Karim Kharbouch born November 9th,1984 in Morocco better known now as French Montana who is a famous American rapper. French Montana is now the CEO and founder of Cocaine records. He had lived in Africa for 13 years before him and his family decided to move to the United States. Him and his family moved to South Bronx in New York City. When he first came here he did not know English along with his other family members. He had to learn English from his high school friends which could not have been easy. After two years of his father being in the United States he decided to move back and left him and his family there. This was not an easy transition for French Montana because he was a young boy who now had to be the man of his home so early. His mother had to start receiving help from the government since she only had one source of income coming in. After awhile the family became dependent on French Montana and the income of the house started to come from his pockets. Even through that adversity he still managed to become the successful man he is today. He is now signed to both Bad Boy Records and Maybach Music Group where he has had frequent successes. By looking at French Montana you would not assume he was born in Moroccan. The main reason for that is because he has assimilated a great deal. He does not have an accent nor does he refer back to his homeland in his songs. Many people just assume he is a light skin black man. He also speak a few different languages which are English, Arabic, and French. Things like this set him aside from many other rappers. If he were to show his culture I think he would be even more popular. Shockingly he had been shot in the head while exiting a recording studio in New York luckily he made it through because he would have been leaving not only his parents and siblings behind but he also would have left behind a wife and child. He is now divorced but he is still a great father who says that he sees being a father as one of his driving inspirations. French Montana had a lot of hurdles to come over before he could become the successful person he is today but he did it and I would assume he does not regret what he had to go through because of where he is now.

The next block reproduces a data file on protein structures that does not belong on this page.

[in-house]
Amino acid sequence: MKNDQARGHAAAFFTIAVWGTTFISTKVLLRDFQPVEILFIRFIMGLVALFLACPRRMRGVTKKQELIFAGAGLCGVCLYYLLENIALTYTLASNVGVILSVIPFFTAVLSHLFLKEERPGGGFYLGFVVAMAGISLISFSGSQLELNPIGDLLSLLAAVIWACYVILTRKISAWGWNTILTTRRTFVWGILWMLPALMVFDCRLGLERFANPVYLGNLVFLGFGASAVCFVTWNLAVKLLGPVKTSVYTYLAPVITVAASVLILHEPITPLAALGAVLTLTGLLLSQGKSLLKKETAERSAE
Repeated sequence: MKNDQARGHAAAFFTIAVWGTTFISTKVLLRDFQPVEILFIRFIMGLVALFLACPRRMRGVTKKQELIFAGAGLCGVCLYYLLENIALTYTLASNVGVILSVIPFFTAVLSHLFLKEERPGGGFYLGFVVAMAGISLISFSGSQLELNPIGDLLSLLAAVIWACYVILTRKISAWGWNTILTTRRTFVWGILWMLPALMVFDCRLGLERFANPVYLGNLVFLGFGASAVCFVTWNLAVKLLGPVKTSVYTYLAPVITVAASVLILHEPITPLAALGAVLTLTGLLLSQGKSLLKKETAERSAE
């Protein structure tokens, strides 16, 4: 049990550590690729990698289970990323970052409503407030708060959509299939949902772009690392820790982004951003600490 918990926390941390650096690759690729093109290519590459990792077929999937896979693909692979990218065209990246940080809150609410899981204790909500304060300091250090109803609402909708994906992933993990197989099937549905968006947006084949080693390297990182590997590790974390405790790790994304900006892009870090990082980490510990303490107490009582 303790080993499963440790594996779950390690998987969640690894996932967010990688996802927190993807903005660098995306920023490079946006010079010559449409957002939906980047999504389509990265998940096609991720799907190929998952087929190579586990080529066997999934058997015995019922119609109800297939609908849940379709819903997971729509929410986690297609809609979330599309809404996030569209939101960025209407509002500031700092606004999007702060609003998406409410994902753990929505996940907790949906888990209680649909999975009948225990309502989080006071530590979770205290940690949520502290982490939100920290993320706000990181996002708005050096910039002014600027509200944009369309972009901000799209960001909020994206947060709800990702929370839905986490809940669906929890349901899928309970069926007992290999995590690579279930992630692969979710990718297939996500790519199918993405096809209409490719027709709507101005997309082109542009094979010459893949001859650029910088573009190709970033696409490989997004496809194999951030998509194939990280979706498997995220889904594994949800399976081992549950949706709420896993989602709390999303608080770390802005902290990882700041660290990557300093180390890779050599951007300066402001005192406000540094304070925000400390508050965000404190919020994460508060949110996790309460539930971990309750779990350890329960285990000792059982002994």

In the article, Morocco’s Hip Hop Revolution, Latifa al-Arousni writes about the emergence of hip hop in Morocco and how it has affected identity and culture. In the city of Rabat, bands gather for the annual ‘Mawazine Rythmes du Monde’ and perform in front of large crowds. Most of the music played is hip hop, rap and reggae. The author of the article admits that many of the bands are unskilled and perform simple songs but they draw a large crowd mainly beause they embrace this Western type of music and “Moroccan-ize” it by adding in rhythms and instruments from their own culture. She notes also that the people at the concerts are sporting baggy jeans, loose cotton T-shirts, earrings and gold chains–which are commonly worn in the West by hip hop artists and fans. But these artists are not merely copying Western styles of hip hop. Their lyrics are written in colloquial Moroccan Arabic and they address a variety of issues such as unemployment, prostitution, poverty and war. Many of these artists are very patriotic and nationalist, but they still garner an intense amount of disapproval from most Moroccans. Many Moroccans believe that hip hop is just a fad that will soon be forgotten. Others speculate that the reasons young people are drawn to hip hop are because it is loud and often talks about topics that are not normally discussed out in the open (such as politics, etc). People that attended the festival argued that the event allowed a wide variety of artists to perform, fusing contemporary and traditional music. As rap has become more widespread, there are more people urging artists to stay away from vulgar lyrics since they have noted that rap can have a significant impact on the social and political lives of Moroccans.
The article can be accessed through this link.